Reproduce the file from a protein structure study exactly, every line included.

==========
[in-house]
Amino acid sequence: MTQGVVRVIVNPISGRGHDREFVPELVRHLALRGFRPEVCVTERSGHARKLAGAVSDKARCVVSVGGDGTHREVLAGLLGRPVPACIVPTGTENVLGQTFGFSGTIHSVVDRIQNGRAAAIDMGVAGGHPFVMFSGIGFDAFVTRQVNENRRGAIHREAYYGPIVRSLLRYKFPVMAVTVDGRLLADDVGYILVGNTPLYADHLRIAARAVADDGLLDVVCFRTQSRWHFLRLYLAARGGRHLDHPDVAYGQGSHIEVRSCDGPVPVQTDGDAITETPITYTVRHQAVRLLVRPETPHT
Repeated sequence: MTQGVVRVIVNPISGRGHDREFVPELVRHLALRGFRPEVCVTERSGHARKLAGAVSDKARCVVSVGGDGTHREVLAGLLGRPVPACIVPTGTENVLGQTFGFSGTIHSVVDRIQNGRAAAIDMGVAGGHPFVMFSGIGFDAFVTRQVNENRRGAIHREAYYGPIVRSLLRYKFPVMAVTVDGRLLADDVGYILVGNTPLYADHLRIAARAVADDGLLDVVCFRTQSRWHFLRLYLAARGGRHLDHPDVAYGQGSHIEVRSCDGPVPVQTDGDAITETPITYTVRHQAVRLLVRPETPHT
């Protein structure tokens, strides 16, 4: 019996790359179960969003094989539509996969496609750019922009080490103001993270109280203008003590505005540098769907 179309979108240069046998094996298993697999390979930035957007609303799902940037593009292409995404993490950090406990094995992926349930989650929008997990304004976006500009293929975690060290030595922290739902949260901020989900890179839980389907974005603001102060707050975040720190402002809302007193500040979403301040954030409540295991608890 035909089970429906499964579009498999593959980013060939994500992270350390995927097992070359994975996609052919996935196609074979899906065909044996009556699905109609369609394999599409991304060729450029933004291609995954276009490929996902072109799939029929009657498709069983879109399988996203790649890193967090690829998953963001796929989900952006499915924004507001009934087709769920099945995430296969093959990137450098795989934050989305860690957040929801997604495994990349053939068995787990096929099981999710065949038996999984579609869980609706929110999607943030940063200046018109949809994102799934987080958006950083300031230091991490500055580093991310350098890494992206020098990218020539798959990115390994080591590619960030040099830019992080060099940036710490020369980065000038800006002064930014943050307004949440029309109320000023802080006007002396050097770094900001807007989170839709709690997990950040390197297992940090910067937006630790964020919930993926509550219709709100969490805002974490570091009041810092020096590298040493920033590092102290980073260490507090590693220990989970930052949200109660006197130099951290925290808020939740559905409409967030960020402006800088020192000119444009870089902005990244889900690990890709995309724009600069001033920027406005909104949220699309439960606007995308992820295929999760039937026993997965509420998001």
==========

[in-house]
Amino acid sequence: MTQGVVRVIVNPISGRGHDREFVPELVRHLALRGFRPEVCVTERSGHARKLAGAVSDKARCVVSVGGDGTHREVLAGLLGRPVPACIVPTGTENVLGQTFGFSGTIHSVVDRIQNGRAAAIDMGVAGGHPFVMFSGIGFDAFVTRQVNENRRGAIHREAYYGPIVRSLLRYKFPVMAVTVDGRLLADDVGYILVGNTPLYADHLRIAARAVADDGLLDVVCFRTQSRWHFLRLYLAARGGRHLDHPDVAYGQGSHIEVRSCDGPVPVQTDGDAITETPITYTVRHQAVRLLVRPETPHT
Repeated sequence: MTQGVVRVIVNPISGRGHDREFVPELVRHLALRGFRPEVCVTERSGHARKLAGAVSDKARCVVSVGGDGTHREVLAGLLGRPVPACIVPTGTENVLGQTFGFSGTIHSVVDRIQNGRAAAIDMGVAGGHPFVMFSGIGFDAFVTRQVNENRRGAIHREAYYGPIVRSLLRYKFPVMAVTVDGRLLADDVGYILVGNTPLYADHLRIAARAVADDGLLDVVCFRTQSRWHFLRLYLAARGGRHLDHPDVAYGQGSHIEVRSCDGPVPVQTDGDAITETPITYTVRHQAVRLLVRPETPHT
């Protein structure tokens, strides 16, 4: 019996790359179960969003094989539509996969496609750019922009080490103001993270109280203008003590505005540098769907 179309979108240069046998094996298993697999390979930035957007609303799902940037593009292409995404993490950090406990094995992926349930989650929008997990304004976006500009293929975690060290030595922290739902949260901020989900890179839980389907974005603001102060707050975040720190402002809302007193500040979403301040954030409540295991608890 035909089970429906499964579009498999593959980013060939994500992270350390995927097992070359994975996609052919996935196609074979899906065909044996009556699905109609369609394999599409991304060729450029933004291609995954276009490929996902072109799939029929009657498709069983879109399988996203790649890193967090690829998953963001796929989900952006499915924004507001009934087709769920099945995430296969093959990137450098795989934050989305860690957040929801997604495994990349053939068995787990096929099981999710065949038996999984579609869980609706929110999607943030940063200046018109949809994102799934987080958006950083300031230091991490500055580093991310350098890494992206020098990218020539798959990115390994080591590619960030040099830019992080060099940036710490020369980065000038800006002064930014943050307004949440029309109320000023802080006007002396050097770094900001807007989170839709709690997990950040390197297992940090910067937006630790964020919930993926509550219709709100969490805002974490570091009041810092020096590298040493920033590092102290980073260490507090590693220990989970930052949200109660006197130099951290925290808020939740559905409409967030960020402006800088020192000119444009870089902005990244889900690990890709995309724009600069001033920027406005909104949220699309439960606007995308992820295929999760039937026993997965509420998001």